A survey of 1,002 U.S. adults by eye-scanning biometrics security firm EyeVerify found that about 79% want more biometric authentication methods beyond fingerprint authentication to access mobile banking or payment apps.
The Retail Banking Biometrics Confidence Report also found that 42% said they wouldn’t use a banking or payment app that doesn’t offer biometric authentication. About 86% agree that biometrics makes logging into apps easier than typing in a password.
“Most people use some form of biometrics every day, but they want more opportunities to use it to make their lives easier and more secure. Banks and payment providers have a huge opportunity right now to build brand trust by giving customers the user experience they want,” Toby Rush, CEO and Founder of EyeVerify said in a statement. “Those who are investing in biometrics authentication will be able to increase customer usage and reduce risk at the same time.”
This is one of those surveys whose findings very neatly fit the ambitions of the company that conducted it, but even acknowledging that, there are some good insights that companies with mobile payment apps or mobile banking apps can take away.
EyeVerify surveyed people who specifically have used biometric authentication while using mobile financial apps, including payment apps, within the last 12 months. That means they have shown themselves to be engaging in mobile commerce, making them a highly desirable group of users for retailers and providers of mobile payment apps. It also means they have an understanding of and comfort level with biometric security features, most likely fingerprint authentication.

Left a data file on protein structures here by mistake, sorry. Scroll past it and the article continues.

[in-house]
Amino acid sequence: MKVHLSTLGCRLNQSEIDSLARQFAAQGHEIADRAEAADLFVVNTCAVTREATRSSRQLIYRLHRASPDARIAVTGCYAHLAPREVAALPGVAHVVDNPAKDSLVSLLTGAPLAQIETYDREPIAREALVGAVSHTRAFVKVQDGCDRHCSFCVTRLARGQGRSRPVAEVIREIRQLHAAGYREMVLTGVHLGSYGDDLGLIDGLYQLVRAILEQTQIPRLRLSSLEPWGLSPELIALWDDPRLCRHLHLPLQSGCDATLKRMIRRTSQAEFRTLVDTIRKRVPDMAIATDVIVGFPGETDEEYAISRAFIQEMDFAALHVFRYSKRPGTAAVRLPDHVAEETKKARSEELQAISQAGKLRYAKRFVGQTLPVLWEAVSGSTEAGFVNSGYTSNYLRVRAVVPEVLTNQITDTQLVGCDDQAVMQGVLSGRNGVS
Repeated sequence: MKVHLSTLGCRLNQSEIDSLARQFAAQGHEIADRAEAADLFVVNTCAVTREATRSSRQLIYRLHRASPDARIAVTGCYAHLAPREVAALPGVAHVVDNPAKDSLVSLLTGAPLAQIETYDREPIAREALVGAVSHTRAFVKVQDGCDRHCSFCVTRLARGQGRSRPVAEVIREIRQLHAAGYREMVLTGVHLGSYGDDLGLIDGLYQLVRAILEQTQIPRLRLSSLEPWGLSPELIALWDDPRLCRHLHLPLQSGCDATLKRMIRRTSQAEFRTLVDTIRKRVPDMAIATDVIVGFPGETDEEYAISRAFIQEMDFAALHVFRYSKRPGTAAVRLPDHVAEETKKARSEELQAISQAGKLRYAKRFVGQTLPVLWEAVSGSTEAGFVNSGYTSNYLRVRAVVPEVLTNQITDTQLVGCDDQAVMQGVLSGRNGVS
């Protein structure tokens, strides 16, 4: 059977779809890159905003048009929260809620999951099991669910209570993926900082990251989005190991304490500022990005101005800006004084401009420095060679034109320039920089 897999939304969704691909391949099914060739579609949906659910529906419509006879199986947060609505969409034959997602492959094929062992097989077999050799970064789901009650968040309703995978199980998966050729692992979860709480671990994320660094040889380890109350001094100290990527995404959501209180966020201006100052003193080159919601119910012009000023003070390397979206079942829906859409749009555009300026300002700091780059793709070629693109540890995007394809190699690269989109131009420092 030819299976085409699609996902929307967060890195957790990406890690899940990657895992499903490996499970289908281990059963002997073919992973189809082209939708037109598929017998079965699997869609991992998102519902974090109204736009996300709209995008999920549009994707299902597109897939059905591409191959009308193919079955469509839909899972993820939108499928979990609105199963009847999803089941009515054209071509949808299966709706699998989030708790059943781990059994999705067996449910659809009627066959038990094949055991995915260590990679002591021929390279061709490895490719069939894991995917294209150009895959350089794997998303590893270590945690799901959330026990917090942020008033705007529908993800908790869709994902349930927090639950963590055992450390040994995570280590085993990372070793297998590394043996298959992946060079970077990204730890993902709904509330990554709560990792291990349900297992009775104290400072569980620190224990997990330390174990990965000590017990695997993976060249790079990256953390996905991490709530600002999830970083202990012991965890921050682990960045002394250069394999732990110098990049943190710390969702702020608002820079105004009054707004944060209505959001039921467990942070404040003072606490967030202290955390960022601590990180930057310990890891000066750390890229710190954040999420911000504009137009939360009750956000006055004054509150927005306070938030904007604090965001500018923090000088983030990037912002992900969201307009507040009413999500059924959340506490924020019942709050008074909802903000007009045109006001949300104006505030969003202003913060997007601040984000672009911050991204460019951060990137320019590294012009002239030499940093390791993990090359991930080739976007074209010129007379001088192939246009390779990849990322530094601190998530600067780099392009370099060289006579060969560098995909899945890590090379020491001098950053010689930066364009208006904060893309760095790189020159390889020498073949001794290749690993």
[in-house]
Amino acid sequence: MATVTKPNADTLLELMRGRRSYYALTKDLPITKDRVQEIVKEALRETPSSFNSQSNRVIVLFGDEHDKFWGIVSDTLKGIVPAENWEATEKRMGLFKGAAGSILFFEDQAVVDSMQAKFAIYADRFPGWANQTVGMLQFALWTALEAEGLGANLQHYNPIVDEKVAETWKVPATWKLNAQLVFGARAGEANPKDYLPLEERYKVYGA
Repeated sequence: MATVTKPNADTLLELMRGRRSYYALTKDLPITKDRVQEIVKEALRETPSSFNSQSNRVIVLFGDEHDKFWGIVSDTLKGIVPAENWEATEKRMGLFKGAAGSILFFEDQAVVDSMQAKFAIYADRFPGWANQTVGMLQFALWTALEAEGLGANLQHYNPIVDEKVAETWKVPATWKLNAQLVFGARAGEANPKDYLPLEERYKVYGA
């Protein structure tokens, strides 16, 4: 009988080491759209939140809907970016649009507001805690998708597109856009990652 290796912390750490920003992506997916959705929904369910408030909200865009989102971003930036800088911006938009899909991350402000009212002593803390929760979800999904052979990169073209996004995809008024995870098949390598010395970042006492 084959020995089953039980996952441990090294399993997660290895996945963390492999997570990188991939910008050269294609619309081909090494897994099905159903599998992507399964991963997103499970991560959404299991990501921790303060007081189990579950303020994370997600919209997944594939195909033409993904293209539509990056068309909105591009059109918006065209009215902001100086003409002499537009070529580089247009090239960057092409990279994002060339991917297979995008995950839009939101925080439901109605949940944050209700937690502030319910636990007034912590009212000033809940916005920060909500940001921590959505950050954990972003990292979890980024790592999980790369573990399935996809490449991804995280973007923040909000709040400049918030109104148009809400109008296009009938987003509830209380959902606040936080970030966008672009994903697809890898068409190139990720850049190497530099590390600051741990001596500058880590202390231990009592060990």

Companies in the mobile commerce ecosystem are going to have to move fast to keep this particular type of user satisfied. Global e-commerce juggernaut Alibaba was pretty quick to realize this, as it acquired EyeVerify last September. Apple also reportedly has been working on eye-scanning technology to be integrated into a future model of the iPhone, and that could be used with Apple Pay. Originally, that capability sounded like it would come out sometime next year, but if the reports are true, the timing appears to have been accelerated. (We're also guessing some Apple Pay users were among those EyeVerify surveyed, since they already can use fingerprint-based TouchID to authenticate and may be chomping at the bit for something new.)
A couple of other interesting data points from the survey: About 78% of respondents agreed that mobile apps with biometrics are more secure than apps that don’t use it, and 82% said biometrics are more secure than passwords for mobile banking and payment transactions. Taking this data into account, mobile payment providers that aren't enabling some form of biometric authentication may want to start.